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Language in the British Isles. David Britain, editor. Cambridge University Press.

Language in the British Isles. David Britain, editor. Cambridge University Press. 50.00. xiii+508 pages. ISBN 978-0-521-79488-6. This collection of twenty-five essays is in effect a replacement of Peter Trudgill's Language in the British Isles first published in 1984. This new collection takes into account the continuing immigration into the UK, now from eastern Europe as earlier from the old Empire. For better or for worse this massive influx is affecting the language. The first part has ten essays looking at 'English'--its history, the standard v. non-standard debates, phonetic and grammatical variations, and subdivisions, e.g. Scottish, Irish (north and south), Welsh and so on. The second part has four papers on the Celtic languages: its overall history, Gaelic, Welsh and Irish. The third has eight contributions on 'other languages' now spoken here including Channel Island French, Chinese, Angloromany, Indic, and Caribbean and papers on multilingualism in the UK and even sign language. The fourth and final part has three contributions on applied sociolinguistic issues: 'language policy and planning', non-standard English and education, and education for people who do not speak English. We have here the latest thinking from a wide range of scholars. (G.R.R.)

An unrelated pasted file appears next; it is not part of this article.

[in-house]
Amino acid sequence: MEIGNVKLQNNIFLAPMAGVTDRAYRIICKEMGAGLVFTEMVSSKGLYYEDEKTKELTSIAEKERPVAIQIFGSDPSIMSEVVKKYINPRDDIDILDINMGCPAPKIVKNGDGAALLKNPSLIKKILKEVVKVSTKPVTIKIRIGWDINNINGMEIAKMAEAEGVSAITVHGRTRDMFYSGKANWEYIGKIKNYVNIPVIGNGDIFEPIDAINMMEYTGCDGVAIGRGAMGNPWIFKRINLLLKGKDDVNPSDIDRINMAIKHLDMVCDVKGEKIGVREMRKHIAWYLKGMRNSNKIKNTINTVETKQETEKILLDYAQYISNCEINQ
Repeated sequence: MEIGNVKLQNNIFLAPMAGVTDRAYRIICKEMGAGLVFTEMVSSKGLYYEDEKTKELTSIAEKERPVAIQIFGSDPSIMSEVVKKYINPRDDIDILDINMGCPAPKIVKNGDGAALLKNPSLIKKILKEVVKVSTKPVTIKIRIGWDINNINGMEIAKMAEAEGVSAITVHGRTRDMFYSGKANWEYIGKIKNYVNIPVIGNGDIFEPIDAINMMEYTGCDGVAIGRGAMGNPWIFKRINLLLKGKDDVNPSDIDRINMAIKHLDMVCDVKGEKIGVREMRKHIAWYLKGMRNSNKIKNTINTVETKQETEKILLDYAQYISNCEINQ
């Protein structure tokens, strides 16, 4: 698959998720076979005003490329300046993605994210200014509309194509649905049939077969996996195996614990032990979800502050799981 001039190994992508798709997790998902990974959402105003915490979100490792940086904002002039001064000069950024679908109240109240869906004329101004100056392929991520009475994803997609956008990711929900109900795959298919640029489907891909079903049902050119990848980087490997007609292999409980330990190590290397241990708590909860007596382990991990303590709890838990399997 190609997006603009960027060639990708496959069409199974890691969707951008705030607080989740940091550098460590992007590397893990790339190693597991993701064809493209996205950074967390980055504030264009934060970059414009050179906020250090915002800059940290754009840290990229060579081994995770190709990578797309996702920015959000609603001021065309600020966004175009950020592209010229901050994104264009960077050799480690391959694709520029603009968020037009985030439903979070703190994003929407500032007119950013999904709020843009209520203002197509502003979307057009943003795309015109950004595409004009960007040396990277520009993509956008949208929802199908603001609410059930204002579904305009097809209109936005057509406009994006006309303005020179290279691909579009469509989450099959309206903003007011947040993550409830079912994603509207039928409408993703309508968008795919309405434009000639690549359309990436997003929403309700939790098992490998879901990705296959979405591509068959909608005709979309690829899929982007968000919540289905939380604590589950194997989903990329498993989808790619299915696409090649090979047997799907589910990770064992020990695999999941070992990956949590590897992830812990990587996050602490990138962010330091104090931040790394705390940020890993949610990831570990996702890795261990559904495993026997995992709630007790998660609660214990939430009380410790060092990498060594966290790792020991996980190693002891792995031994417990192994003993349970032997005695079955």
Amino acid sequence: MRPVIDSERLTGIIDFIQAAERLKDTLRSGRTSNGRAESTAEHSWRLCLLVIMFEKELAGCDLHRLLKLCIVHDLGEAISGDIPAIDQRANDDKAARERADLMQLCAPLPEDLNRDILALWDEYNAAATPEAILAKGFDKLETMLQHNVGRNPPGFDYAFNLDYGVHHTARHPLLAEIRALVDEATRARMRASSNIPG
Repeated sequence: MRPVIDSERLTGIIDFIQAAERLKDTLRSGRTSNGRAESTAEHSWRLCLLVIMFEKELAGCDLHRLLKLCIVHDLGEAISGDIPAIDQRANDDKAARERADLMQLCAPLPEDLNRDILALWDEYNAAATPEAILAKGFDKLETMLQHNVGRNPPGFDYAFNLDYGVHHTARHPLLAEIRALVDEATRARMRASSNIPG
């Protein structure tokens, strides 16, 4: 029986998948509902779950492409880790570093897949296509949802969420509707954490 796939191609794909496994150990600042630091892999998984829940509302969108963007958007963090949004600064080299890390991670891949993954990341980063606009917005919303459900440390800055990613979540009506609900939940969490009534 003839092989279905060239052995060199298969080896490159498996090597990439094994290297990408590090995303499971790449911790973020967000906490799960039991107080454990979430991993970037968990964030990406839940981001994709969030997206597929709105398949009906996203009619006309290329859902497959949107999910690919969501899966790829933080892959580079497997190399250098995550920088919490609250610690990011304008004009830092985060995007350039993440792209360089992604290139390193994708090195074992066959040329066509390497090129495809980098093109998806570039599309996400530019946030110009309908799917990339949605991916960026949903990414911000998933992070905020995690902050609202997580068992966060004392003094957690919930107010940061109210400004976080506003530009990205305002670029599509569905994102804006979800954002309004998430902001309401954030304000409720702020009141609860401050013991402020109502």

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Publication:Contemporary Review
Article Type:Brief article
Date:Jun 22, 2008
Words:198
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